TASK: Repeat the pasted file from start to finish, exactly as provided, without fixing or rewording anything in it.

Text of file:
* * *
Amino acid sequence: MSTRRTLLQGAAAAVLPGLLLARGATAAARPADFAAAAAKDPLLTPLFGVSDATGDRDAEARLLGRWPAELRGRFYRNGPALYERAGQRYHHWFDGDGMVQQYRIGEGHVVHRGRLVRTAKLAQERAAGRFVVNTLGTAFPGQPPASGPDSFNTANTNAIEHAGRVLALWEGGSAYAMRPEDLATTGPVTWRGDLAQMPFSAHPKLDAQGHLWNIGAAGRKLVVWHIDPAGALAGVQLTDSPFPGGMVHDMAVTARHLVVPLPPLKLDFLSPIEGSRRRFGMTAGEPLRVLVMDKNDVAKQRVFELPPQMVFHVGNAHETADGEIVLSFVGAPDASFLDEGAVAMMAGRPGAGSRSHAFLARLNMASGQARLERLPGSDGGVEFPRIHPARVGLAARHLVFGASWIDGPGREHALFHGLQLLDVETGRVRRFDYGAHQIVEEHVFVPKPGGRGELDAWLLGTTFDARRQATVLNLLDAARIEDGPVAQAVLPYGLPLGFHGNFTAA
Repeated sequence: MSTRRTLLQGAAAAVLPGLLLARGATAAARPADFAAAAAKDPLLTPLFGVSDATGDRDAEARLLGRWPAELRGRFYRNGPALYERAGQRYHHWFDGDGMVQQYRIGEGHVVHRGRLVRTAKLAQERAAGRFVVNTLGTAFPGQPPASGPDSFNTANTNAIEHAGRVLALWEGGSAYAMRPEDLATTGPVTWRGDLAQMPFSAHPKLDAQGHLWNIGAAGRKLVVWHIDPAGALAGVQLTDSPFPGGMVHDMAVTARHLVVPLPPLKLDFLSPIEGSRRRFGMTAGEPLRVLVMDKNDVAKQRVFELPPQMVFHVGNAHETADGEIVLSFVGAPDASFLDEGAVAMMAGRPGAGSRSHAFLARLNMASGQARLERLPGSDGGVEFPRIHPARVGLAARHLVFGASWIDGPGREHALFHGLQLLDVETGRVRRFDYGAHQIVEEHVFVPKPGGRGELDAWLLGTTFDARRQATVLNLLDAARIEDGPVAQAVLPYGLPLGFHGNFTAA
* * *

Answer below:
Amino acid sequence: MSTRRTLLQGAAAAVLPGLLLARGATAAARPADFAAAAAKDPLLTPLFGVSDATGDRDAEARLLGRWPAELRGRFYRNGPALYERAGQRYHHWFDGDGMVQQYRIGEGHVVHRGRLVRTAKLAQERAAGRFVVNTLGTAFPGQPPASGPDSFNTANTNAIEHAGRVLALWEGGSAYAMRPEDLATTGPVTWRGDLAQMPFSAHPKLDAQGHLWNIGAAGRKLVVWHIDPAGALAGVQLTDSPFPGGMVHDMAVTARHLVVPLPPLKLDFLSPIEGSRRRFGMTAGEPLRVLVMDKNDVAKQRVFELPPQMVFHVGNAHETADGEIVLSFVGAPDASFLDEGAVAMMAGRPGAGSRSHAFLARLNMASGQARLERLPGSDGGVEFPRIHPARVGLAARHLVFGASWIDGPGREHALFHGLQLLDVETGRVRRFDYGAHQIVEEHVFVPKPGGRGELDAWLLGTTFDARRQATVLNLLDAARIEDGPVAQAVLPYGLPLGFHGNFTAA
Repeated sequence: MSTRRTLLQGAAAAVLPGLLLARGATAAARPADFAAAAAKDPLLTPLFGVSDATGDRDAEARLLGRWPAELRGRFYRNGPALYERAGQRYHHWFDGDGMVQQYRIGEGHVVHRGRLVRTAKLAQERAAGRFVVNTLGTAFPGQPPASGPDSFNTANTNAIEHAGRVLALWEGGSAYAMRPEDLATTGPVTWRGDLAQMPFSAHPKLDAQGHLWNIGAAGRKLVVWHIDPAGALAGVQLTDSPFPGGMVHDMAVTARHLVVPLPPLKLDFLSPIEGSRRRFGMTAGEPLRVLVMDKNDVAKQRVFELPPQMVFHVGNAHETADGEIVLSFVGAPDASFLDEGAVAMMAGRPGAGSRSHAFLARLNMASGQARLERLPGSDGGVEFPRIHPARVGLAARHLVFGASWIDGPGREHALFHGLQLLDVETGRVRRFDYGAHQIVEEHVFVPKPGGRGELDAWLLGTTFDARRQATVLNLLDAARIEDGPVAQAVLPYGLPLGFHGNFTAA